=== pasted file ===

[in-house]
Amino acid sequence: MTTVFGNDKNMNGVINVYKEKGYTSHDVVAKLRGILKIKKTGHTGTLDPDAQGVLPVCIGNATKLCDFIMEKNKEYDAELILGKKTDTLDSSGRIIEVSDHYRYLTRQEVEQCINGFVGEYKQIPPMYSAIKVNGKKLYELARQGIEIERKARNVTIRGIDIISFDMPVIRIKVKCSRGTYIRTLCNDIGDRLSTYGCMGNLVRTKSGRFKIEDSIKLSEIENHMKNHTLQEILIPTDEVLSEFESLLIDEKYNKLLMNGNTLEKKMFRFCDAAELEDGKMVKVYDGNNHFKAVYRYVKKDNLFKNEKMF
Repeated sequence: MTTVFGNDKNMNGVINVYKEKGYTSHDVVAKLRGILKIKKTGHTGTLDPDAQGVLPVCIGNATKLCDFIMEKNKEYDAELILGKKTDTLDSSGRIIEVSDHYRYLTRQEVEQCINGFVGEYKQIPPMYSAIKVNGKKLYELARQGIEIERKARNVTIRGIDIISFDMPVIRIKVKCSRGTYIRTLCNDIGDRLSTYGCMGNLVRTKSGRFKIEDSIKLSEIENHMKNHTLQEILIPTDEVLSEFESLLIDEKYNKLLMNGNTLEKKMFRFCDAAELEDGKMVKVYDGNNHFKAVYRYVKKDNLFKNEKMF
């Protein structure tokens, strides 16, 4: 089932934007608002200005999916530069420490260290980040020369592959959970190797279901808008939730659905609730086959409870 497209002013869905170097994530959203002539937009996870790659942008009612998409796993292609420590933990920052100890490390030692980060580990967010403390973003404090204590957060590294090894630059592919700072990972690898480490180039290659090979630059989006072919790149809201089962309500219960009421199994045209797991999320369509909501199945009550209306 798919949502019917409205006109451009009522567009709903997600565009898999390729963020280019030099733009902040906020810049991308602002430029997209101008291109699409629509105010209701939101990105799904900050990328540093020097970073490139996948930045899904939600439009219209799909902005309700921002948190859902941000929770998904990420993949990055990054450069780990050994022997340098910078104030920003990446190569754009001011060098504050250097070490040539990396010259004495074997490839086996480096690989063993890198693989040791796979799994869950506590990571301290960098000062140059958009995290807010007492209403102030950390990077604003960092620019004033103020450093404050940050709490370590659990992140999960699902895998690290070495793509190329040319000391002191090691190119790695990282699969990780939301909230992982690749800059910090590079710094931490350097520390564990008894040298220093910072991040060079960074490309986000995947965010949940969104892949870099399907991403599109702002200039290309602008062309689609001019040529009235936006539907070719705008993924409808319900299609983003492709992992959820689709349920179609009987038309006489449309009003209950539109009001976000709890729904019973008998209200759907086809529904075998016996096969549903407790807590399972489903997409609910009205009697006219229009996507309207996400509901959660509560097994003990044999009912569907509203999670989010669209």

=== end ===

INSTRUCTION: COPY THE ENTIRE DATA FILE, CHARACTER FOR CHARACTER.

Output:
[in-house]
Amino acid sequence: MTTVFGNDKNMNGVINVYKEKGYTSHDVVAKLRGILKIKKTGHTGTLDPDAQGVLPVCIGNATKLCDFIMEKNKEYDAELILGKKTDTLDSSGRIIEVSDHYRYLTRQEVEQCINGFVGEYKQIPPMYSAIKVNGKKLYELARQGIEIERKARNVTIRGIDIISFDMPVIRIKVKCSRGTYIRTLCNDIGDRLSTYGCMGNLVRTKSGRFKIEDSIKLSEIENHMKNHTLQEILIPTDEVLSEFESLLIDEKYNKLLMNGNTLEKKMFRFCDAAELEDGKMVKVYDGNNHFKAVYRYVKKDNLFKNEKMF
Repeated sequence: MTTVFGNDKNMNGVINVYKEKGYTSHDVVAKLRGILKIKKTGHTGTLDPDAQGVLPVCIGNATKLCDFIMEKNKEYDAELILGKKTDTLDSSGRIIEVSDHYRYLTRQEVEQCINGFVGEYKQIPPMYSAIKVNGKKLYELARQGIEIERKARNVTIRGIDIISFDMPVIRIKVKCSRGTYIRTLCNDIGDRLSTYGCMGNLVRTKSGRFKIEDSIKLSEIENHMKNHTLQEILIPTDEVLSEFESLLIDEKYNKLLMNGNTLEKKMFRFCDAAELEDGKMVKVYDGNNHFKAVYRYVKKDNLFKNEKMF
């Protein structure tokens, strides 16, 4: 089932934007608002200005999916530069420490260290980040020369592959959970190797279901808008939730659905609730086959409870 497209002013869905170097994530959203002539937009996870790659942008009612998409796993292609420590933990920052100890490390030692980060580990967010403390973003404090204590957060590294090894630059592919700072990972690898480490180039290659090979630059989006072919790149809201089962309500219960009421199994045209797991999320369509909501199945009550209306 798919949502019917409205006109451009009522567009709903997600565009898999390729963020280019030099733009902040906020810049991308602002430029997209101008291109699409629509105010209701939101990105799904900050990328540093020097970073490139996948930045899904939600439009219209799909902005309700921002948190859902941000929770998904990420993949990055990054450069780990050994022997340098910078104030920003990446190569754009001011060098504050250097070490040539990396010259004495074997490839086996480096690989063993890198693989040791796979799994869950506590990571301290960098000062140059958009995290807010007492209403102030950390990077604003960092620019004033103020450093404050940050709490370590659990992140999960699902895998690290070495793509190329040319000391002191090691190119790695990282699969990780939301909230992982690749800059910090590079710094931490350097520390564990008894040298220093910072991040060079960074490309986000995947965010949940969104892949870099399907991403599109702002200039290309602008062309689609001019040529009235936006539907070719705008993924409808319900299609983003492709992992959820689709349920179609009987038309006489449309009003209950539109009001976000709890729904019973008998209200759907086809529904075998016996096969549903407790807590399972489903997409609910009205009697006219229009996507309207996400509901959660509560097994003990044999009912569907509203999670989010669209």